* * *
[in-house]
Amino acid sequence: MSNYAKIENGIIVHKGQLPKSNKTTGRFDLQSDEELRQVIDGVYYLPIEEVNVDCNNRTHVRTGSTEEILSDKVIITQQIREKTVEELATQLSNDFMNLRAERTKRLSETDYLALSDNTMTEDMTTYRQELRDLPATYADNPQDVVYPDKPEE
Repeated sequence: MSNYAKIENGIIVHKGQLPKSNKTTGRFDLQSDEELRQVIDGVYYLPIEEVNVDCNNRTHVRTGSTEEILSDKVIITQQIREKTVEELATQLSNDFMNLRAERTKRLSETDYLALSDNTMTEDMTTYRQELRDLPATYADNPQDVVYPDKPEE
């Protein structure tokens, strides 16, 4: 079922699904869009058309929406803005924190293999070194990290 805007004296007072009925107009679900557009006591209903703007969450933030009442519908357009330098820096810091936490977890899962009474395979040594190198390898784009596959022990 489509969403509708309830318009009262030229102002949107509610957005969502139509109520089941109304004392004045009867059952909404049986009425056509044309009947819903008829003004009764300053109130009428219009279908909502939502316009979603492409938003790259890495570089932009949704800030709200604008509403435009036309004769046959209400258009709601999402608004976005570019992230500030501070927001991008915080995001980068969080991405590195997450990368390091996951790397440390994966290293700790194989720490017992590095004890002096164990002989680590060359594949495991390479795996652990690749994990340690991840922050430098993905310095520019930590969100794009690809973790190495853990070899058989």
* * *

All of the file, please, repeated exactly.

[in-house]
Amino acid sequence: MSNYAKIENGIIVHKGQLPKSNKTTGRFDLQSDEELRQVIDGVYYLPIEEVNVDCNNRTHVRTGSTEEILSDKVIITQQIREKTVEELATQLSNDFMNLRAERTKRLSETDYLALSDNTMTEDMTTYRQELRDLPATYADNPQDVVYPDKPEE
Repeated sequence: MSNYAKIENGIIVHKGQLPKSNKTTGRFDLQSDEELRQVIDGVYYLPIEEVNVDCNNRTHVRTGSTEEILSDKVIITQQIREKTVEELATQLSNDFMNLRAERTKRLSETDYLALSDNTMTEDMTTYRQELRDLPATYADNPQDVVYPDKPEE
């Protein structure tokens, strides 16, 4: 079922699904869009058309929406803005924190293999070194990290 805007004296007072009925107009679900557009006591209903703007969450933030009442519908357009330098820096810091936490977890899962009474395979040594190198390898784009596959022990 489509969403509708309830318009009262030229102002949107509610957005969502139509109520089941109304004392004045009867059952909404049986009425056509044309009947819903008829003004009764300053109130009428219009279908909502939502316009979603492409938003790259890495570089932009949704800030709200604008509403435009036309004769046959209400258009709601999402608004976005570019992230500030501070927001991008915080995001980068969080991405590195997450990368390091996951790397440390994966290293700790194989720490017992590095004890002096164990002989680590060359594949495991390479795996652990690749994990340690991840922050430098993905310095520019930590969100794009690809973790190495853990070899058989």